Leaders from the National Institutes of Health and Health and Human Services said last week at GovernmentCIO Media & Research's Digital Health Modernization virtual event that their agencies have increased the openness and availability of public health data, especially as a means of accelerating health IT development and pandemic response.
In discussing the history of data governance, Dr. Andrew Gettinger, HHS Office of the National Coordinator for Health Information Technology, described the recent moves towards democratizing health data across federal agencies.
“Two weeks before we ended up with the COVID catastrophe, ONC released guidelines that gave both patients and their designees tremendous access to their protected health information," Gettinger said. "The second aspect of democratization is that we have digitized what were formerly just paper records. And with digitization, there are all kinds of opportunities.”
However, Gettinger noted that the potential applications of this data openness had still to be full developed.
“The reality is we haven’t fully realized those opportunities yet… Aggregating data from large numbers of patients will give insights into the care we’re providing, as well as what works and what doesn’t work,” he said.
In describing ongoing developments at the NIH National Library of Medicine, NLM CIO Ivor D’Souza outlined specific principles that are guiding his organization’s work on data openness. First among these is a recognition that data supported through public finances should be open to the American taxpayer.
“We all know the government uses taxpayer money to fund research, and we don’t see a reason why taxpayers would have to pay a second time to get access to that data,” he said.
D’Souza also emphasized that formatting and presenting data in contexts that are more easily accessible to a non-expert audience would be vital for fostering greater public engagement with data research and public health analysis.
“The second priority is to make data easier to read by lowering the barriers of expertise required to become a domain expert. More often than not we get volumes of data coming out continually, and making sense of that is easy for the expert but not for the newcomer to the research field. In order to democratize data and bring more people into the fold, making it easier is important,” he said.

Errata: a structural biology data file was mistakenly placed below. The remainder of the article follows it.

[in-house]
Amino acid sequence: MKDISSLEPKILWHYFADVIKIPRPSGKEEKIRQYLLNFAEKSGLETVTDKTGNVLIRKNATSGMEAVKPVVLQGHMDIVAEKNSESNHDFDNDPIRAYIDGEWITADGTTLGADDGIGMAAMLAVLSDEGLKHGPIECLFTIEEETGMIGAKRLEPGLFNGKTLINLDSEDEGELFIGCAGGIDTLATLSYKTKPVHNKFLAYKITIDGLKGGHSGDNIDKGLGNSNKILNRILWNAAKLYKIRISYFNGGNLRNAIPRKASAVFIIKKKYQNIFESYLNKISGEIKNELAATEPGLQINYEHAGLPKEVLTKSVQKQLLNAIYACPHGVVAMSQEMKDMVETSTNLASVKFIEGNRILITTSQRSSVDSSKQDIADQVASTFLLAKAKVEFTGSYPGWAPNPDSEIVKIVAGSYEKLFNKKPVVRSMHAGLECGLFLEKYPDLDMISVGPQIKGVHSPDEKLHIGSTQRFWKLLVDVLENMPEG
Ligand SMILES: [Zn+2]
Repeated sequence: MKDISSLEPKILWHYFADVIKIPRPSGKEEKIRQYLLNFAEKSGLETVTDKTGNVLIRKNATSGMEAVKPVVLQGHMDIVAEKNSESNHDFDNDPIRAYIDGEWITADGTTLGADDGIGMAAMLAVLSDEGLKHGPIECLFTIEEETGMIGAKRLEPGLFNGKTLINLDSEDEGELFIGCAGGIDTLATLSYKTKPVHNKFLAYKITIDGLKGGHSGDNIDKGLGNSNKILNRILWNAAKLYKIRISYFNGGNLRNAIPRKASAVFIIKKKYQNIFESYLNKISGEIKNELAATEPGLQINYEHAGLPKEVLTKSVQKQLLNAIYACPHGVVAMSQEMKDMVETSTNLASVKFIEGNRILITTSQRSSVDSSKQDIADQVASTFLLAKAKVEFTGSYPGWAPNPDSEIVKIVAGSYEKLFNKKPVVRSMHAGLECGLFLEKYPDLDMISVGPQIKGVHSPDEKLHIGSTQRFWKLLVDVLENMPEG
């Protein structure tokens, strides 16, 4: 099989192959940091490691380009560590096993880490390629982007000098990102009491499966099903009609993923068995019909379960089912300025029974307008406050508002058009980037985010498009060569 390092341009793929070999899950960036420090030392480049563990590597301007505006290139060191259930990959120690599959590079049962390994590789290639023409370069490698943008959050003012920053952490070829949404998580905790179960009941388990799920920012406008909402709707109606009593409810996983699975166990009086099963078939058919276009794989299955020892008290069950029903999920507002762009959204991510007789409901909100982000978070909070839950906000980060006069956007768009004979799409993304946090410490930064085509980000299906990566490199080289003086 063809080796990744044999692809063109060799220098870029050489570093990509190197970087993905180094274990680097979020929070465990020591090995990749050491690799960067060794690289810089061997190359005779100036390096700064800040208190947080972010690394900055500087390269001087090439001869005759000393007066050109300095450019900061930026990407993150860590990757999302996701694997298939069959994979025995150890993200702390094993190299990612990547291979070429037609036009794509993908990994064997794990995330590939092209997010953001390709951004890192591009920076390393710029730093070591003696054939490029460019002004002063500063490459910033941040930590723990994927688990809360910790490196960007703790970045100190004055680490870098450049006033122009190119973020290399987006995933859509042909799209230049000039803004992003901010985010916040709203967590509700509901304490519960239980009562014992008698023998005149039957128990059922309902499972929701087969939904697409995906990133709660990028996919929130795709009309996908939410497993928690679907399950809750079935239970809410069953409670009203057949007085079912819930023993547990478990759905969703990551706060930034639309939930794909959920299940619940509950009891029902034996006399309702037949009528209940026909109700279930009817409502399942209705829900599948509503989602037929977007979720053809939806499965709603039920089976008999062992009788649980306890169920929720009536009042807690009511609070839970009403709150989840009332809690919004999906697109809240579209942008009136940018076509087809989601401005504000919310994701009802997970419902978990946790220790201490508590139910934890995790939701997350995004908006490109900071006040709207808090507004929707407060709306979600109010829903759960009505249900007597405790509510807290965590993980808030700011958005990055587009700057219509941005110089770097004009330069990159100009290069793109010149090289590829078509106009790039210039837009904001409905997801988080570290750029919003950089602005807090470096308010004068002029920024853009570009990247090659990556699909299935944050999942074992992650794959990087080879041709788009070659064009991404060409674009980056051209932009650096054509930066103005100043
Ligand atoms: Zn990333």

These concerns with data formatting extend to a mounting focus on standardization that will allow collaboration both with the public and between federal agencies, with HHS Deputy CIO Kevin Duvall admitting that a lack of standardization can even be a barrier even within HHS itself.
“Each operating division has its own culture, policies, and approaches to how to make data accessible,” he said.
HHS is already taking steps to create unified health data formatting, including through developing standards that are currently being built into widespread electronic health records modernization.
“Clinical data has not been adequately standardized. So we have identified certain standards that all electronic health record and electronic health IT developers have to abide by,” Gettinger said.
Additionally, federal agencies appear to be integrated their data democratization initiatives with their broader cloud migration programs - using this IT infrastructure to foster access to public health information.
“There’s another area we’ve found to be really useful and important. That is, we’ve noticed over time that we spend way too much time downloading data. And not all institutions have the money to spend on big internet plans necessary to download these vast quantities of data. So we’ve started moving some of the data to the cloud… where it eliminates the need to download large volumes of data,” D’Souza.
These nascent developments appear to have already paid dividends through encouraging analysis of COVID-19 pandemic data, and building citizen engagement with the broader public health response.
“It’s also spawned a whole world of citizen data hacktivists. I’ve met a whole bunch of people I’d have never met before who want to provide tools and visibility and insight into what’s going on with COVID-19. We’ve chatted with many of them, and they should be really proud of their work. Because it’s showing that people are committed to understanding what’s going on with their communities and in their environment using some of our data,” Duvall said.